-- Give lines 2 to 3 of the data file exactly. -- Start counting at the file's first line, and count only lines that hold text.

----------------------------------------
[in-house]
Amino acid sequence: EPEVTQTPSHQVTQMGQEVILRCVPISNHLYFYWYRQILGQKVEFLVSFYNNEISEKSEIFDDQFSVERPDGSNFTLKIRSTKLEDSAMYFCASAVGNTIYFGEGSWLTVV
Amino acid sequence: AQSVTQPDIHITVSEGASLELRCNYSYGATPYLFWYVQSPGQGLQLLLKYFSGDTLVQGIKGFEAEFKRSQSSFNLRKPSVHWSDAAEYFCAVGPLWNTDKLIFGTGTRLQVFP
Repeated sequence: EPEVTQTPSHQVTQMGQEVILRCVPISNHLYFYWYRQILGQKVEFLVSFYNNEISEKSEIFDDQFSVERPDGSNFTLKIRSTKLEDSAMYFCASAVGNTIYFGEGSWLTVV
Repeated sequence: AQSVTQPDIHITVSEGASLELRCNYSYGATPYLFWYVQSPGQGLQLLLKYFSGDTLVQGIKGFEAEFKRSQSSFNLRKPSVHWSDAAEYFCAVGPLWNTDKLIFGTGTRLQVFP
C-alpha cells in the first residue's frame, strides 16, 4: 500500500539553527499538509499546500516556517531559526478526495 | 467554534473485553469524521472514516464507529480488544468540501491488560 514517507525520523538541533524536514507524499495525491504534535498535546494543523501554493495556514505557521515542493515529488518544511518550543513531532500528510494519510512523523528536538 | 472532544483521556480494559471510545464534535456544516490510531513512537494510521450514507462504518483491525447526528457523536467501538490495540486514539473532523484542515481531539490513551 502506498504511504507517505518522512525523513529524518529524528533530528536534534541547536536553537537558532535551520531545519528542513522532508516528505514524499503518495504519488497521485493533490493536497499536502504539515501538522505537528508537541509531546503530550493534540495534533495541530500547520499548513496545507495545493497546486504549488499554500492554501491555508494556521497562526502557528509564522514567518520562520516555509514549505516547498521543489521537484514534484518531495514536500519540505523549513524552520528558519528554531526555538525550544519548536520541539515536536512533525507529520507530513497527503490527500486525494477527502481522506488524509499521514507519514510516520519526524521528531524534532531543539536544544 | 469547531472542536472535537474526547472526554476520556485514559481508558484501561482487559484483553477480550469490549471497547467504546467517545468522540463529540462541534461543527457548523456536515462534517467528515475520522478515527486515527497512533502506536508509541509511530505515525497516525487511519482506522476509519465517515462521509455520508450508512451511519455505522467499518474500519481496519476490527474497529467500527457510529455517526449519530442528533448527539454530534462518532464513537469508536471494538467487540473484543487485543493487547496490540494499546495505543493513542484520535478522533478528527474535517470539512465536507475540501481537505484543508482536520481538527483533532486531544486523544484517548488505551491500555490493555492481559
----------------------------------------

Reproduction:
Amino acid sequence: EPEVTQTPSHQVTQMGQEVILRCVPISNHLYFYWYRQILGQKVEFLVSFYNNEISEKSEIFDDQFSVERPDGSNFTLKIRSTKLEDSAMYFCASAVGNTIYFGEGSWLTVV
Amino acid sequence: AQSVTQPDIHITVSEGASLELRCNYSYGATPYLFWYVQSPGQGLQLLLKYFSGDTLVQGIKGFEAEFKRSQSSFNLRKPSVHWSDAAEYFCAVGPLWNTDKLIFGTGTRLQVFP